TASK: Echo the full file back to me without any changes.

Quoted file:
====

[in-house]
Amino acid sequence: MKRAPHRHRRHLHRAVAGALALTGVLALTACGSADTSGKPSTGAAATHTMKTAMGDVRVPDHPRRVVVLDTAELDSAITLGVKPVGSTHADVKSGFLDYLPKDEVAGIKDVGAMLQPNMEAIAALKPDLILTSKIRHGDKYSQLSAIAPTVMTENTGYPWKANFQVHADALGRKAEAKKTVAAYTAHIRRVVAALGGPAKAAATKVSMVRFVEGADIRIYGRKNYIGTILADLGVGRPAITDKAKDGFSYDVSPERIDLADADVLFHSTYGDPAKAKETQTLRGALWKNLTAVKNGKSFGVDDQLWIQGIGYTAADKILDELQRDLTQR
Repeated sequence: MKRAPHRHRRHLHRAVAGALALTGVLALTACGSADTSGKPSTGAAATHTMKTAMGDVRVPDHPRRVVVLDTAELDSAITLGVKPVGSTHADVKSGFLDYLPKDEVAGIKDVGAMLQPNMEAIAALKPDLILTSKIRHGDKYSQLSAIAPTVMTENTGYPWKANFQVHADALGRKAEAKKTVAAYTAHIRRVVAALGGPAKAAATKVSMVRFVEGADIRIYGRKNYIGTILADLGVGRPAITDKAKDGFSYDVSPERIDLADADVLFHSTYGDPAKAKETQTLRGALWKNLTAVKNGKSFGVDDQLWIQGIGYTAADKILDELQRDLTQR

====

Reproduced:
[in-house]
Amino acid sequence: MKRAPHRHRRHLHRAVAGALALTGVLALTACGSADTSGKPSTGAAATHTMKTAMGDVRVPDHPRRVVVLDTAELDSAITLGVKPVGSTHADVKSGFLDYLPKDEVAGIKDVGAMLQPNMEAIAALKPDLILTSKIRHGDKYSQLSAIAPTVMTENTGYPWKANFQVHADALGRKAEAKKTVAAYTAHIRRVVAALGGPAKAAATKVSMVRFVEGADIRIYGRKNYIGTILADLGVGRPAITDKAKDGFSYDVSPERIDLADADVLFHSTYGDPAKAKETQTLRGALWKNLTAVKNGKSFGVDDQLWIQGIGYTAADKILDELQRDLTQR
Repeated sequence: MKRAPHRHRRHLHRAVAGALALTGVLALTACGSADTSGKPSTGAAATHTMKTAMGDVRVPDHPRRVVVLDTAELDSAITLGVKPVGSTHADVKSGFLDYLPKDEVAGIKDVGAMLQPNMEAIAALKPDLILTSKIRHGDKYSQLSAIAPTVMTENTGYPWKANFQVHADALGRKAEAKKTVAAYTAHIRRVVAALGGPAKAAATKVSMVRFVEGADIRIYGRKNYIGTILADLGVGRPAITDKAKDGFSYDVSPERIDLADADVLFHSTYGDPAKAKETQTLRGALWKNLTAVKNGKSFGVDDQLWIQGIGYTAADKILDELQRDLTQR